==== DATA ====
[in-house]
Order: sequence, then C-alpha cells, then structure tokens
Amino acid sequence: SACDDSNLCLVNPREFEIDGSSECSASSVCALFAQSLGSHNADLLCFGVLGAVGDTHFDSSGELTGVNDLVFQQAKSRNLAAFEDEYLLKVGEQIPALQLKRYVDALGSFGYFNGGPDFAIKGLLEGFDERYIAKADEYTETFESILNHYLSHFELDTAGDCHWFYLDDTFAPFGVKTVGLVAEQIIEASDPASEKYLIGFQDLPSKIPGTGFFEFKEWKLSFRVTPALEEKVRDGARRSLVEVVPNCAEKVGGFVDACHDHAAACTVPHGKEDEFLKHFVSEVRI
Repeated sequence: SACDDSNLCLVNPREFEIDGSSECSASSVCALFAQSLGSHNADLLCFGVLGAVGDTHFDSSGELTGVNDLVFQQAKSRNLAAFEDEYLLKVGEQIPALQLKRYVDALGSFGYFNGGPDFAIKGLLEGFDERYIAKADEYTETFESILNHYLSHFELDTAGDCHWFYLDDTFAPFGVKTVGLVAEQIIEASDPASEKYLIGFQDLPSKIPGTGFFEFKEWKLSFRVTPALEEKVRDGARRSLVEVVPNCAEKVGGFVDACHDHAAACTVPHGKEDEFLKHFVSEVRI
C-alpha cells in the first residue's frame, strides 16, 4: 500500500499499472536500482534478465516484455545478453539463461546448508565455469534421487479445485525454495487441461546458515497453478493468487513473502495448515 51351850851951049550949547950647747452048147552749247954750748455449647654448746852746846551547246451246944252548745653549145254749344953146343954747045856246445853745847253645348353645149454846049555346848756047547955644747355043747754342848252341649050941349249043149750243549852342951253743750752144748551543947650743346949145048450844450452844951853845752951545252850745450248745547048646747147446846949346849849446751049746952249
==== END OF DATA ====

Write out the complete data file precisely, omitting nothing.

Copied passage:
[in-house]
Order: sequence, then C-alpha cells, then structure tokens
Amino acid sequence: SACDDSNLCLVNPREFEIDGSSECSASSVCALFAQSLGSHNADLLCFGVLGAVGDTHFDSSGELTGVNDLVFQQAKSRNLAAFEDEYLLKVGEQIPALQLKRYVDALGSFGYFNGGPDFAIKGLLEGFDERYIAKADEYTETFESILNHYLSHFELDTAGDCHWFYLDDTFAPFGVKTVGLVAEQIIEASDPASEKYLIGFQDLPSKIPGTGFFEFKEWKLSFRVTPALEEKVRDGARRSLVEVVPNCAEKVGGFVDACHDHAAACTVPHGKEDEFLKHFVSEVRI
Repeated sequence: SACDDSNLCLVNPREFEIDGSSECSASSVCALFAQSLGSHNADLLCFGVLGAVGDTHFDSSGELTGVNDLVFQQAKSRNLAAFEDEYLLKVGEQIPALQLKRYVDALGSFGYFNGGPDFAIKGLLEGFDERYIAKADEYTETFESILNHYLSHFELDTAGDCHWFYLDDTFAPFGVKTVGLVAEQIIEASDPASEKYLIGFQDLPSKIPGTGFFEFKEWKLSFRVTPALEEKVRDGARRSLVEVVPNCAEKVGGFVDACHDHAAACTVPHGKEDEFLKHFVSEVRI
C-alpha cells in the first residue's frame, strides 16, 4: 500500500499499472536500482534478465516484455545478453539463461546448508565455469534421487479445485525454495487441461546458515497453478493468487513473502495448515 51351850851951049550949547950647747452048147552749247954750748455449647654448746852746846551547246451246944252548745653549145254749344953146343954747045856246445853745847253645348353645149454846049555346848756047547955644747355043747754342848252341649050941349249043149750243549852342951253743750752144748551543947650743346949145048450844450452844951853845752951545252850745450248745547048646747147446846949346849849446751049746952249